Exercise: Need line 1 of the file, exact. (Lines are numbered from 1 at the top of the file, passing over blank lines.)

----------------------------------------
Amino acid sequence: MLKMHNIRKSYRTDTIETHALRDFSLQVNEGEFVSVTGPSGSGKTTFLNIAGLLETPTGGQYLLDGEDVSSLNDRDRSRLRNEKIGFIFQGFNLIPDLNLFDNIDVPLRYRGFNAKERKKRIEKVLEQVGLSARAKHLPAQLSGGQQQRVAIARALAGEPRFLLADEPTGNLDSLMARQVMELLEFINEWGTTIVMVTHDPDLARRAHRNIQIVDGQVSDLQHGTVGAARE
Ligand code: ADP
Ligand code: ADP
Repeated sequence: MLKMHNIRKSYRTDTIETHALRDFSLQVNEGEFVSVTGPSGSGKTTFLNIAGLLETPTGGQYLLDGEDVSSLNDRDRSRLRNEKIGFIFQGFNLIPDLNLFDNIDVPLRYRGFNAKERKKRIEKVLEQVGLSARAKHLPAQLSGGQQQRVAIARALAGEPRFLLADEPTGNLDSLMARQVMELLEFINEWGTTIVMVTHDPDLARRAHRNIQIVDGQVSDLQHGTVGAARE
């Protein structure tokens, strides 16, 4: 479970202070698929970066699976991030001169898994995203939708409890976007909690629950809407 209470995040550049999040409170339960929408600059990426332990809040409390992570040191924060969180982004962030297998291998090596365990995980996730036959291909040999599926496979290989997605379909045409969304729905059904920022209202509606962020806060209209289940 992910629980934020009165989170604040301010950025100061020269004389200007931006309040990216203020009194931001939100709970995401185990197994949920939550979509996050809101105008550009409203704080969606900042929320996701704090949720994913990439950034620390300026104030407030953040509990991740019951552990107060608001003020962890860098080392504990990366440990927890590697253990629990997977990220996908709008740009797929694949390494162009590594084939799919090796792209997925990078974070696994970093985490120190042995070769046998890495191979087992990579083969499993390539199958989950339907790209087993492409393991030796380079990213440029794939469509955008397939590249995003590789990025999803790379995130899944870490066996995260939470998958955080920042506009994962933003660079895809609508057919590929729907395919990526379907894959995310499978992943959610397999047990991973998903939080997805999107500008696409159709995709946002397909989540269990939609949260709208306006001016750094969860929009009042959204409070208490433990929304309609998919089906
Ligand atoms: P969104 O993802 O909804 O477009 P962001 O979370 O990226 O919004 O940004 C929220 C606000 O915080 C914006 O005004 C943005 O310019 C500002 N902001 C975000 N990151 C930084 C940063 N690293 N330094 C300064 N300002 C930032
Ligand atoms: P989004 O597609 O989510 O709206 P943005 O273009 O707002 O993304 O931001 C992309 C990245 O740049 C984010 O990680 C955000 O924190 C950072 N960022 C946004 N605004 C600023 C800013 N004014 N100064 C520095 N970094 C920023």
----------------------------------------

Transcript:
Amino acid sequence: MLKMHNIRKSYRTDTIETHALRDFSLQVNEGEFVSVTGPSGSGKTTFLNIAGLLETPTGGQYLLDGEDVSSLNDRDRSRLRNEKIGFIFQGFNLIPDLNLFDNIDVPLRYRGFNAKERKKRIEKVLEQVGLSARAKHLPAQLSGGQQQRVAIARALAGEPRFLLADEPTGNLDSLMARQVMELLEFINEWGTTIVMVTHDPDLARRAHRNIQIVDGQVSDLQHGTVGAARE